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This page gives you the latest bird and wildlife news from Chew Valley Lake (and sometimes elsewhere if there's anything good about). Records are taken from various sources and should be regarded as unconfirmed.

When you visit Chew, please remember that you'll need a permit to enter the lake enclosure or use the hides. You can get one from Woodford Lodge, the Tea Rooms, or by post. See my access page for full details. Seen anything good? Please contact me.

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  APRIL 2012

A male Green-winged Teal was at Heron's Green Pool today. You'd have to think that it was the same bird as seen on 17th/18th - perhaps the flooding has forced it to relocate to the lake again? A male Garganey was also there, and a Barn Owl was seen this evening.

A day of strong north-easterlies and continuous rain, and yet another Fulmar at the lake this afternoon; the fourth in four weeks. Previously this was an extreme rarity at Chew, but in recent years a few have appeared during windy/rainy weather in spring.

Single Common Tern and Arctic Tern were also on the lake, with 1000-plus Swallows. Much fewer Swifts today. Five Yellow Wagtails were on the lawn at a deserted Picnic Site no.1 this afternoon, a Barn Owl and a Common Sandpiper were at Heron's Green.

There were a lot of miserable-looking Swallows around the lake today. Six thousand miles for this!!

5cm of rain in the last week (2cm of which fell today) has led to the inevitable run-off into the lake. This was Herriott's overspill this afternoon; it might sometimes be like this in November, but not at the end of April. Stratford Lane and the path to Stratford hide were just about impassible today. Still, not a bad month, all things considered!

A day of cold wind and rain bringing the expected thousands of Swifts and Swallows over the lake. Comparatively few House Martins and Sand Martins, though. Single Yellow Wagtails were at Herriott's Bridge and the dam; the latter site also had four White Wagtails and a Common Sandpiper.

A male Whinchat in Heron's Green Bay was the highlight today, with a few other good birds see/heard around the lake as well... A Grasshopper Warbler at Stratford hide, 1000-plus Swifts, 100-plus Sand Martins, one Black Tern, one Common Tern, two Whimbrel, eight Common Sandpipers, a Barn Owl, the female Long-tailed Duck and an influx of Sedge Warblers.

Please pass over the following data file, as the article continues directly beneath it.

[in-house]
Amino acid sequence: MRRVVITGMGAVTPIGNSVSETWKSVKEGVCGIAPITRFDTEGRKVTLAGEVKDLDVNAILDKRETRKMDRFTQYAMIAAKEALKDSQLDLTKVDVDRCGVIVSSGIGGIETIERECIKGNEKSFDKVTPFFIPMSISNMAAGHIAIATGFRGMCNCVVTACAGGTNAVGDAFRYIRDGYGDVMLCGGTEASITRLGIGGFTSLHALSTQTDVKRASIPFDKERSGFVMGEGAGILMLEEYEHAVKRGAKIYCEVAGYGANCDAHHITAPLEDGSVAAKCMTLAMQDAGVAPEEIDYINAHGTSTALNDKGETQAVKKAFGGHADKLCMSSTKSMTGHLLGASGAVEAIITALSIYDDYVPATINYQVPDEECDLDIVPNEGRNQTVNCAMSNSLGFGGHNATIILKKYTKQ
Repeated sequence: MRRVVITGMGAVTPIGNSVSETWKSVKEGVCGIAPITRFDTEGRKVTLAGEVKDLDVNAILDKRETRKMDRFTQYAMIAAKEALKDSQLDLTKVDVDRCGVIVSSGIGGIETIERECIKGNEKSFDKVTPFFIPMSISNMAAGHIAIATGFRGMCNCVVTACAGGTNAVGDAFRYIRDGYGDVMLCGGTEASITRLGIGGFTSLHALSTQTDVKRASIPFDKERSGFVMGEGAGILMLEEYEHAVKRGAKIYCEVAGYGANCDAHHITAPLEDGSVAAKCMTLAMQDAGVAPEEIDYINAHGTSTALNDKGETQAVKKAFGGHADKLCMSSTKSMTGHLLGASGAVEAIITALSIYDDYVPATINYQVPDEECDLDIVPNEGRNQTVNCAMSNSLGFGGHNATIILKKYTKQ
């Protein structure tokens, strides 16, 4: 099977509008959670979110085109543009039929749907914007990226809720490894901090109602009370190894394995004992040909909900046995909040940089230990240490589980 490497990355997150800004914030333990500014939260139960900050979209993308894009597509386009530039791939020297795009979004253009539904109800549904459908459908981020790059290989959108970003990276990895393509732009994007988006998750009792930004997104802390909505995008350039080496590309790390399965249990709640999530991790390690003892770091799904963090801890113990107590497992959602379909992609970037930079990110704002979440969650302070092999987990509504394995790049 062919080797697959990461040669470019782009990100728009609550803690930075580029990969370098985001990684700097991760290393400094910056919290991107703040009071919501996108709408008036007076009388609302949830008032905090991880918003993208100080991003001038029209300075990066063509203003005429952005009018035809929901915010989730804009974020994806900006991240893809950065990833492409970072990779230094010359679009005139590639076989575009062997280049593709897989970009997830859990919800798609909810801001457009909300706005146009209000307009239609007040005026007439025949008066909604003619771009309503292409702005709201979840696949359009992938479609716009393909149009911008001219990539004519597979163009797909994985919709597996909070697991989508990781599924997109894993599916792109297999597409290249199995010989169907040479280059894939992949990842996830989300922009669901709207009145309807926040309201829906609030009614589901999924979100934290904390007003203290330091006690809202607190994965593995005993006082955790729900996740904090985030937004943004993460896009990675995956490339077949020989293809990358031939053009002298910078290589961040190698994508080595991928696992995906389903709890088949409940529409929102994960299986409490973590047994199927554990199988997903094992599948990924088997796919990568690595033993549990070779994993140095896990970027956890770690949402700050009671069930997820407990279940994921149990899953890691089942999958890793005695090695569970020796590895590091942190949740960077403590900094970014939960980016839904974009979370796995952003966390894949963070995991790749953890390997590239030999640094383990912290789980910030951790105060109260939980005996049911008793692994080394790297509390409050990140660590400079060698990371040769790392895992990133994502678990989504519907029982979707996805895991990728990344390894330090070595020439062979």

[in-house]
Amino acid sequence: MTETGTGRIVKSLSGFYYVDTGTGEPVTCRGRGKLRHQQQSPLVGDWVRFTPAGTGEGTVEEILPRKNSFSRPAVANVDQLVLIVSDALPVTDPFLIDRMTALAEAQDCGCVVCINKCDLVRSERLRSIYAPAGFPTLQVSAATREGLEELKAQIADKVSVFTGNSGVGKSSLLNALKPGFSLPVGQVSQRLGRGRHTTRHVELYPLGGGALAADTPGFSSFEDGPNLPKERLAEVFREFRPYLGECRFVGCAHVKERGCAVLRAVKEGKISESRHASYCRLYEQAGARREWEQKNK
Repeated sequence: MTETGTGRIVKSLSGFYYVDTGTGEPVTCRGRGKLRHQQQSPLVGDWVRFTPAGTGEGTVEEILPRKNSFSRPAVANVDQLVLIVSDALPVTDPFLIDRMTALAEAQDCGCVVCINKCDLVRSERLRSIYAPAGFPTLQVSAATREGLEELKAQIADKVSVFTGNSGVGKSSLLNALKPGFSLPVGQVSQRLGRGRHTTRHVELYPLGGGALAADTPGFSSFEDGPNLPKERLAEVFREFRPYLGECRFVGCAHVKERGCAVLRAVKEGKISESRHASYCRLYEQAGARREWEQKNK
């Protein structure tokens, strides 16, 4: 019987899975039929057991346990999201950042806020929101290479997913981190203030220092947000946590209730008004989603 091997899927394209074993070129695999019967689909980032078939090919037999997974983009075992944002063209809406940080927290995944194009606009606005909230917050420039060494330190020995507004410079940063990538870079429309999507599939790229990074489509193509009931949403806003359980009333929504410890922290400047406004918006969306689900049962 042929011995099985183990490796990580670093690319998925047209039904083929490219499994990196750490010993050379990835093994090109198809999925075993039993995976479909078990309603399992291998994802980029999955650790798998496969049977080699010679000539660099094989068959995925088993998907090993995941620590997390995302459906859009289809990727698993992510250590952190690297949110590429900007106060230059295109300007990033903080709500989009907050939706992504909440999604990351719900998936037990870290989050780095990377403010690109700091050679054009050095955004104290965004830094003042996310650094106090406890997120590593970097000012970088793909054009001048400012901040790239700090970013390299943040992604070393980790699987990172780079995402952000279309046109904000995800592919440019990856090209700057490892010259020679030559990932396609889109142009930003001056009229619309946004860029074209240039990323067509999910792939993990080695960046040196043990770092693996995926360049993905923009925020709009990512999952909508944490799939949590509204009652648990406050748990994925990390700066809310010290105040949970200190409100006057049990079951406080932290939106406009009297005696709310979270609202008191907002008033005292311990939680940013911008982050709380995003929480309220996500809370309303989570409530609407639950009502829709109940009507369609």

The continuing miserable weather was no doubt responsible for depositing 17 Little Gulls at the lake this morning. Things improved later with the arrival of another Fulmar and an increase in the Little Gull count to 34. 58 terns variously reported as Common Terns and then Arctic Terns joined the Black Tern pair still present, but birds moved out during the afternoon and by this evening only the two Black Terns, three Arctic Terns and a Common Tern were present.

The Little Gull count was the highest since 38 in 1995, but some way behind the record of 74.

Other birds seen today were a Hobby, two Swifts and the female Long-tailed Duck (Herriott's Pool, then in flight south past Nunnery Point this evening). No sign again of the Spotted Sandpiper.

An arrival of terns was the feature today; up to 70, most of which were Arctic Terns arrived at midday, with two Black Terns joining them in the evening.

A few more summer migrants moving through, with a few residents and lingering winter visitors as well... one Black-tailed Godwit, three Whimbrel, two Dunlin, three Common Sandpipers, one White Wagtail, a Grasshopper Warbler (Heron's Green Pool), two Greylags, a Little Egret, the female Long-tailed Duck, two Goldeneye, a Lesser Spotted Woodpecker (heard near Herriott's Bridge), a Barn Owl and a Peregrine.

One of the three Whimbrel on the main dam this afternoon (Gary Thoburn).

An overnight arrival of Common Sandpipers was evident first thing this morning with a total of 24 seen around the lake; a good spring count for Chew by any standards. Also seen this morning were a Whimbrel (Villice Bay), a Barn Owl and a singing Grasshopper Warbler (Heron's Green Pool) and the Spotted Sandpiper (Herriott's Pool). A late Redwing was trapped.

No sign of yesterday's Iceland Gulls this evening, although a Cuckoo was heard at Moreton.

A late Redwing was trapped at CVRS this morning (left, Mike Bailey). A new aythya hybrid on Herriott's Pool ought to have been a Tufted Duck x Pochard, although it isn't quite like the normal ones we get. It did have a faint whiff of last year's Tufted x RCP about it.

Two adult Iceland Gulls were seen late this evening at Herriott's Pool; one was seen to fly off on to the main lake. Two together is a pretty rare sight at Chew.

Earlier, an Osprey was reported in flight over the lake, with a familiar list of others... Spotted Sandpiper, two Garganey, two Little Egrets, one Long-tailed Duck, two Goldeneye still, four Common Sandpipers, one Snipe, three White Wagtails, c.50 Swifts, five Ravens and a Peregrine.

No sign of the Green-winged Teal today. A Black-tailed Godwit was at Stratford Bay.

The Green-winged Teal was again at BK hide, but there was also another good Chew bird in the shape of a Lesser Spotted Woodpecker in the hedge along Moreton Lane. A reeling Grasshopper Warbler was nearby at Moreton.

Also seen today were three Little Gulls, two Garganey, a Cuckoo, two Common Sandpipers and one each of Sanderling, Spotted Sandpiper, Whimbrel, Ringed Plover and Snipe. A good variety of waders for a spring day.

Another surprise today in the shape of a male Green-winged Teal at BK hide; it showed well until late afternoon when it flew off towards Hollow Brook. I'm advised that's the 21st(ish) American bird at Chew since last June. Quite remarkable.

The first Common Tern of the year appeared today (not before time); also seen were three Garganey, a first-winter Mediterranean Gull, three Common Sandpipers, the Spotted Sandpiper, one White Wagtail, one Whitethroat, 47 Swifts and at least 500 Swallows.

Today's Green-winged Teal (left, Chris Stone) and the Spotted Sandpiper (right, Keith Vinicombe).